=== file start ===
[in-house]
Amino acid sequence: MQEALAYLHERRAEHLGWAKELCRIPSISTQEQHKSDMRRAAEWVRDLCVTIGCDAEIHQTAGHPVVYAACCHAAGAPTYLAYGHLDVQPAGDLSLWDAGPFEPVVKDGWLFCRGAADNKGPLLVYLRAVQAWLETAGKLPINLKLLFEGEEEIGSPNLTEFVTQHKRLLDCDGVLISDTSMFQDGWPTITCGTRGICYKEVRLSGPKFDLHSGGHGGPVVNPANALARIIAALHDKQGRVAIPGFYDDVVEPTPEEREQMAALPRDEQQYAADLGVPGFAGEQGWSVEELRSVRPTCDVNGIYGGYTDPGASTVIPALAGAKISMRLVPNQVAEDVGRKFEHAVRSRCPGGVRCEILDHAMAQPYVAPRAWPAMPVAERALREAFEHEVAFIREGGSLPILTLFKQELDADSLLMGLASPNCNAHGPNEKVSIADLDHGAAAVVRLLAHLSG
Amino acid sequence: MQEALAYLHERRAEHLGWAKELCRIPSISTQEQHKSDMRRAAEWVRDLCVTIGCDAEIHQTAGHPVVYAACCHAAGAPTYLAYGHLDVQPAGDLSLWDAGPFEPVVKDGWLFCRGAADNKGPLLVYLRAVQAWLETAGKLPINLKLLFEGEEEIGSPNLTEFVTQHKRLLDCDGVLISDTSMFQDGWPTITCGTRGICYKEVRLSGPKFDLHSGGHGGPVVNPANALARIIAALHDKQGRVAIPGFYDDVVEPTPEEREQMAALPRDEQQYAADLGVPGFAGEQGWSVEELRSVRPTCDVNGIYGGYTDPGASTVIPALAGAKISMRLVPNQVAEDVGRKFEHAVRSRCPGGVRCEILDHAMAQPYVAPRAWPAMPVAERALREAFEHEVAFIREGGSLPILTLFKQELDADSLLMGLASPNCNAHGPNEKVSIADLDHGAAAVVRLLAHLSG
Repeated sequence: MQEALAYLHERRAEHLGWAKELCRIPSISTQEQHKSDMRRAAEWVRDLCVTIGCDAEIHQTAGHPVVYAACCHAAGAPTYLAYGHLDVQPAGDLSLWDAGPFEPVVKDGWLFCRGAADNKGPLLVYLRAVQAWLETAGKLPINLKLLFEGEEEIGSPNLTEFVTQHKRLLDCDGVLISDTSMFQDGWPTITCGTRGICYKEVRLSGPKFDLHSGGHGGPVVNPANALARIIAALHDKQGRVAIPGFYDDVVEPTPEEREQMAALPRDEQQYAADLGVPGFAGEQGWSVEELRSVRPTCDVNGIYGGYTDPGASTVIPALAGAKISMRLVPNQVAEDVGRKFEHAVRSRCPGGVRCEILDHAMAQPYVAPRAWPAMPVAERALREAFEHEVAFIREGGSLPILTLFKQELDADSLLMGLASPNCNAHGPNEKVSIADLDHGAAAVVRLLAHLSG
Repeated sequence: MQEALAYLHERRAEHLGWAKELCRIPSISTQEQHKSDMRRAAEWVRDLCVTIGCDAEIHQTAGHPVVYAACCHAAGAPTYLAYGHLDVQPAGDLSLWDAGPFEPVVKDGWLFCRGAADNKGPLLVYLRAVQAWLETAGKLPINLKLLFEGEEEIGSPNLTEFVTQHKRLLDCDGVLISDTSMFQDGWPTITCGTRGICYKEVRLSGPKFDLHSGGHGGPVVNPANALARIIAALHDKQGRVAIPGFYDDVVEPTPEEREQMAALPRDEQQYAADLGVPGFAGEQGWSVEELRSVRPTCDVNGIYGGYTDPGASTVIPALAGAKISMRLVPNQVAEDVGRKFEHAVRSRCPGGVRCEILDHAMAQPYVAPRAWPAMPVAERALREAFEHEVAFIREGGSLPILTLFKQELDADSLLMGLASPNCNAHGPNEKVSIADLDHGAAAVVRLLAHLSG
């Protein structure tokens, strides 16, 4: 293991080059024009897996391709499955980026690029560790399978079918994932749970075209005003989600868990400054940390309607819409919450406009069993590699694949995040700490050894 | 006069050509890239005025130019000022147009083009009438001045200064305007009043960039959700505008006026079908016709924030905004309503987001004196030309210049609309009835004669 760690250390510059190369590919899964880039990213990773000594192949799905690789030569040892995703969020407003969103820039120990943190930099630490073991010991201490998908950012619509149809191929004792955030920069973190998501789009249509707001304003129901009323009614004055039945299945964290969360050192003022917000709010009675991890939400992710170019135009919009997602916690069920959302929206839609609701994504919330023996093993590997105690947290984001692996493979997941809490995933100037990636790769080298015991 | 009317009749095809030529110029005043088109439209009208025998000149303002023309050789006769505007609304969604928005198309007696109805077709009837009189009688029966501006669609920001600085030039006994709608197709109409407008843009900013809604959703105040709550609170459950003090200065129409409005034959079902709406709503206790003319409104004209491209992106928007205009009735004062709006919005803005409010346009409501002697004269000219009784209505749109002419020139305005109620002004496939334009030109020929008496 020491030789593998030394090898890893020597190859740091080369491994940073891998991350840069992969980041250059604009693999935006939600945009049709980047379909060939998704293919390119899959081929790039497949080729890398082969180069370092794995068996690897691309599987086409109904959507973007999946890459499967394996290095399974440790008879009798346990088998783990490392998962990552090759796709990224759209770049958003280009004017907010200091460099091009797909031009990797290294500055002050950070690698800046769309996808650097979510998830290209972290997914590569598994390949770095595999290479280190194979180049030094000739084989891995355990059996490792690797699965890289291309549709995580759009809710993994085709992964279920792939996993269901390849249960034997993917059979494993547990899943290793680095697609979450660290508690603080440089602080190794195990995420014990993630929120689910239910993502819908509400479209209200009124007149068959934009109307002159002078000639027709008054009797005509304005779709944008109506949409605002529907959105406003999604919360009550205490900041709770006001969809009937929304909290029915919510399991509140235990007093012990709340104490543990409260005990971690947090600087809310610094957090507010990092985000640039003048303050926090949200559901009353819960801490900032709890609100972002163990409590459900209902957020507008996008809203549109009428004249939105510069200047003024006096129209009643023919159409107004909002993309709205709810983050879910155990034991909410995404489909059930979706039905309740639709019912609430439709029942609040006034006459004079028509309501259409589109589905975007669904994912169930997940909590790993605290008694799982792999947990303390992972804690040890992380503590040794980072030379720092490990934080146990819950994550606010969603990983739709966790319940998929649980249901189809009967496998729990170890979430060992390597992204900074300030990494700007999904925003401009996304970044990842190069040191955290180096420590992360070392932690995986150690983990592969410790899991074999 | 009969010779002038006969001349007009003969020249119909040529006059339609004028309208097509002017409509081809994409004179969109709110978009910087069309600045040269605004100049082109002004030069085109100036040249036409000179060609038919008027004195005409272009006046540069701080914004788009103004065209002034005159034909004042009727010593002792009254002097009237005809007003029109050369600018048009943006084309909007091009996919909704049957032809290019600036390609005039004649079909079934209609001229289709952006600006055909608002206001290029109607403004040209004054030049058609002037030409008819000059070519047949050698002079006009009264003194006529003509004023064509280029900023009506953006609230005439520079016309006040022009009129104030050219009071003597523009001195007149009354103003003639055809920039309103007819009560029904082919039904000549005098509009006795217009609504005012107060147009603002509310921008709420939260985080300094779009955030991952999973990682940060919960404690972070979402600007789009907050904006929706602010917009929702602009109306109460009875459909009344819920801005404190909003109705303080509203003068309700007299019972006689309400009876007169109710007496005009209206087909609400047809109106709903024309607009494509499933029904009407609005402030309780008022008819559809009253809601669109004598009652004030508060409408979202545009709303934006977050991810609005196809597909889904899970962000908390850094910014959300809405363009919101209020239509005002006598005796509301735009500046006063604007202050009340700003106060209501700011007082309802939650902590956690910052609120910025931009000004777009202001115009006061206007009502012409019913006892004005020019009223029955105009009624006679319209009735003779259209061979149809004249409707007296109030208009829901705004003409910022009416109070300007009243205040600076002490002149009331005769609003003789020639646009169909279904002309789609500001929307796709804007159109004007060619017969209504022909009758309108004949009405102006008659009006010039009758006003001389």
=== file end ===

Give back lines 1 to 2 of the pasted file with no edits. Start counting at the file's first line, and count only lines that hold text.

[in-house]
Amino acid sequence: MQEALAYLHERRAEHLGWAKELCRIPSISTQEQHKSDMRRAAEWVRDLCVTIGCDAEIHQTAGHPVVYAACCHAAGAPTYLAYGHLDVQPAGDLSLWDAGPFEPVVKDGWLFCRGAADNKGPLLVYLRAVQAWLETAGKLPINLKLLFEGEEEIGSPNLTEFVTQHKRLLDCDGVLISDTSMFQDGWPTITCGTRGICYKEVRLSGPKFDLHSGGHGGPVVNPANALARIIAALHDKQGRVAIPGFYDDVVEPTPEEREQMAALPRDEQQYAADLGVPGFAGEQGWSVEELRSVRPTCDVNGIYGGYTDPGASTVIPALAGAKISMRLVPNQVAEDVGRKFEHAVRSRCPGGVRCEILDHAMAQPYVAPRAWPAMPVAERALREAFEHEVAFIREGGSLPILTLFKQELDADSLLMGLASPNCNAHGPNEKVSIADLDHGAAAVVRLLAHLSG